17 years ago I left the UK railway industry. I spent 13 years there, joining as a management trainee, leaving in 1997 with the legacy of designing, steering through, choppy political waters and delivering the Uber successful and award winning National Rail Enquiry Service. A service that is still running today successfully a proud legacy from my work there as it’s first employee and project & scheme manager.
This May we will have 5 years of a UK parliament in which no serving MP has been arrested, sent to prison or sanctioned under the new MPs expenses scheme another legacy of my work in leading operational and strategic leadership of the new MPs scheme and operational people, process and technology to deliver it. I with my team delivered a scheme that ensured that the UK Public can have confidence once again that MPs are not putting their hand in the till at the taxpayers expense.
But so what? I hear you say, great legacy but what does it mean. Well for me as a seasoned interim with a track record of delivering change programmes that transformed services and “put things right” I have a legacy. I have delivered the benefits many years after the projects were delivered. The operations are still running and many with the staff that I trained. But can all interims claim a legacy?
An interim’s legacy led nicely to a conversation I had with a dear friend who asked me the question “How should I interview and drill down into the capability of an interim manager”
It is all about the legacy! No tangible legacy? Then why would you touch them with a barge pole? Would Chelsea FC ever appoint a manager with no track record, no legacy in delivery or empowering a team to deliver after they had gone?
So a simple method I devised states that there are 3 things in interview you should probe every person who knocks on your door and says I am an interim manager.
To make it easier for you I call it my 3 “E” approach.
When you left was the organisation/project/product:
Effective: Did you leave it fit for purpose?
Endurable: Is it still going and if not why not?
Empowered: Did you leave an empowered workforce when you left who could run the show when you were gone?
You’re interim resource should be able to show:
Effective: They should be able to prove that after they left that the project, product or organisation their outcomes was effective. It did the job you were asked.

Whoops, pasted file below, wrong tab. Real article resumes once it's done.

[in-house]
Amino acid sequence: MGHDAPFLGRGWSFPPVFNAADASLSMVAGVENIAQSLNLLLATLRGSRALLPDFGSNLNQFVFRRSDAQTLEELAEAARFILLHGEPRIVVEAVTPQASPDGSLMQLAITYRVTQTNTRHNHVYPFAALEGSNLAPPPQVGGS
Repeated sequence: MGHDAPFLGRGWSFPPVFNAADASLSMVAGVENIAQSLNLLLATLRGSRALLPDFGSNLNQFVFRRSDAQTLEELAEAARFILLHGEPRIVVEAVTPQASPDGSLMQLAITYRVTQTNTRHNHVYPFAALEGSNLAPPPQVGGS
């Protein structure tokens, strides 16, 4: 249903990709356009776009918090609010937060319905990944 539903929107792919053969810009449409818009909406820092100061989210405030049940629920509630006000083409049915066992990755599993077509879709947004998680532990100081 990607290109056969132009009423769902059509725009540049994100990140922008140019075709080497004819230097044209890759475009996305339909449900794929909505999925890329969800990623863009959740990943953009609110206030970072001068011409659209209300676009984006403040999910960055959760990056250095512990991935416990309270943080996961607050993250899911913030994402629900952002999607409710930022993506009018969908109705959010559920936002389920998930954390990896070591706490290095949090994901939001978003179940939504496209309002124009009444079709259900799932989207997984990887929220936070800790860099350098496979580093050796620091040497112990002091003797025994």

Did the outcome of the project achieve the objectives of interim assignment? If for example the outcomes were to build a team that increased sales by 50%, or saved 50% did it reach those objectives? Challenge the interim to prove that the project succeeded, and if it failed why?
In my case the major objective of the new MPs Expenses scheme was to ensure that there was not a repeat of the MPs Expenses scandal – I can safely say I tick that box.
Endurable: This is linked to an effective conclusion, but more important you don’t want to touch the interim that has left an organisation in a right mess, financially unstable, or not delivering objectives. All too often I see leaders who have led organisations clearly in trouble and move quickly onto the next only to cause havoc elsewhere.
No one wants a present that breaks on Boxing Day after all just after your Great Auntie has left!
So really probe the interims performance either in interim or perm roles and see if the organisation they left is still operating or the product/service they claim to have delivered is still operating.
In the case of the new MPs expenses scheme, and the organisation we established IPSA it is still running and have confidence of the public a key benefit of the organisation.
Empowered: This is a key role of an interim to build a capability within your client’s team to run the operation successfully after you have gone through skills transfer and knowledge.
Probe who took over from them, what was their role in coaching and mentoring staff, what was their leadership style like.
In my own case in Plymouth I handed over my Programme to an internal member of staff, and coached project managers to have the skills and confidence now to deliver projects long after I am gone.
So in conclusion if you want to get it right start asking the right questions:
Show me the Effectiveness of projects you have worked on?
Are the projects/products still going, are they Endurable?
Did you empower the staff you left behind?
These are the three questions you should start asking candidates this week if you want a real measure of Interim performance, rather than “give me an example of when you have to deal with a difficult situation” ….I have been an interim for 17 years how many examples do you need, they are all difficult!
Be brave and I dare you to ask, “what is your legacy” as an interim.
Nigel Gooding MCMI is managing partner at Fifth Consultancy and a leading business transformation professional who lists the National Rail Enquiry Service, the new MPs Expenses Scheme amongst his impressive CV.